• leah says:

    Lately, I feel like the widow with the cruse of oil that never ran dry. With our new house payment being almost half our income and four little ones, I am constantly in awe of how God provides.
    My baby is seven months old now and we moved four months ago to our new home, after our landlord gave us notice to quit for having too many children. I was quite a mess that day, being eight months pregnant and all, but the Lord took us through everything .
    Tuesday is our eight year anniversary and looking back the Lord has brought us through so much. We rarely buy each other gifts and vacations are out of the questian for now, but we have more than many in other aspects and for that we are grateful.
    Now I pray for help with my house and children as I have been dealing with postpartum on and off. There are so many ways the Lord has bless me, it would take a book to fill, but tonight I broke down and was sobbing because I had so many things that needed done and the baby wouldn’t stop crying. He has a cold and wants to nurse round the clock and it has drained me. That’s just when I feel most overwhelmed and everything seems like it is going wrong but that’s just a lie of the Devil. We still sometimes half to choose which bills will get paid each month but all in all we are very blessed!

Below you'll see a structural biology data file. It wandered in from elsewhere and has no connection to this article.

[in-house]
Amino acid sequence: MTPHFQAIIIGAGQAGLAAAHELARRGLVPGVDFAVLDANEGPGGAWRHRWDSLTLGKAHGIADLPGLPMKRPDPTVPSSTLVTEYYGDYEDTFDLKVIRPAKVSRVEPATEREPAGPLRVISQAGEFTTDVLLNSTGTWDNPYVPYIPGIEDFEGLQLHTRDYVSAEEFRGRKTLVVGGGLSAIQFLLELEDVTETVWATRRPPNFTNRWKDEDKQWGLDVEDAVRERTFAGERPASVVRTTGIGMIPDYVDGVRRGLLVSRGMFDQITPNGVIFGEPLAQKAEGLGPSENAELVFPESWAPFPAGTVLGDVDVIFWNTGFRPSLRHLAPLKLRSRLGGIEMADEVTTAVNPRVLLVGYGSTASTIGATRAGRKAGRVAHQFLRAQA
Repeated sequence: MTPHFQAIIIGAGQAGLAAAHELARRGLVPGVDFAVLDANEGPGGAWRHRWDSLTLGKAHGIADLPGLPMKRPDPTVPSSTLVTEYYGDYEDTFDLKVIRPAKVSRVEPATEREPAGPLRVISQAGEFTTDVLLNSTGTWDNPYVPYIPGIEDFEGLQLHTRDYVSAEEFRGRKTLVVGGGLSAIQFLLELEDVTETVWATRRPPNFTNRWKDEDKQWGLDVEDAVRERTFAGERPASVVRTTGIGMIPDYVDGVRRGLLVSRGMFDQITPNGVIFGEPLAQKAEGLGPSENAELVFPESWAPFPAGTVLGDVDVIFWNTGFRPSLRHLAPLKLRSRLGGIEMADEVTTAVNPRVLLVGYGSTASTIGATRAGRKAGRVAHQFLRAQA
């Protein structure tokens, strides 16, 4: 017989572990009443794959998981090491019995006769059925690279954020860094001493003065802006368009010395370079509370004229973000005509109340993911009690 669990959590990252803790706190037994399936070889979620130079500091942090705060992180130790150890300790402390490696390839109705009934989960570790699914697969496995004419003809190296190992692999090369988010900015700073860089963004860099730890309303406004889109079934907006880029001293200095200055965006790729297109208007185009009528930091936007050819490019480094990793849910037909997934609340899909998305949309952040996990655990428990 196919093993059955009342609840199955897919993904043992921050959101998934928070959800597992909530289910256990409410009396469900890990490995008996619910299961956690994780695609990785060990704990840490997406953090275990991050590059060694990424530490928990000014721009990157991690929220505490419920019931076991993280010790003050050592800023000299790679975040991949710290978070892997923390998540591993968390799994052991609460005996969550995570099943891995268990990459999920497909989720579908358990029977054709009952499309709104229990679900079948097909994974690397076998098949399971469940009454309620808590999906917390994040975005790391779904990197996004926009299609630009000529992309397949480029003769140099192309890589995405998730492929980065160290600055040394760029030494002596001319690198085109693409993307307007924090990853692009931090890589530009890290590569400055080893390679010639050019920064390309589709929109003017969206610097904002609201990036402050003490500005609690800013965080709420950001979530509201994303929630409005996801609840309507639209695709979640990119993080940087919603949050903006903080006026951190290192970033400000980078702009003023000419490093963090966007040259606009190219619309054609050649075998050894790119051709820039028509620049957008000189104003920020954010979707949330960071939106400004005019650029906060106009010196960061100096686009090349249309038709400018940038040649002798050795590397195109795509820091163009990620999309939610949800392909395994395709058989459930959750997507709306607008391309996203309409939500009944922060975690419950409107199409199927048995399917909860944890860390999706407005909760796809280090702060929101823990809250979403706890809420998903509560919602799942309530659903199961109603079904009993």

• Guest says:

      Hang in there Leah! Praise God He is faithful to help you. Wish you lived in south Texas would have loved to help in any way. Praying for you and your family.
      Psalm 68:19

    • Jenny says:

      I have lived the hard times my entire life. I am now in my 60’s and it is not getting any easier in fact it is getting harder. My teeth are giving me health problems and there is no way to fix them. My health is giving me issues and no money to go to the doctor. There are nights I hope I die in my sleep.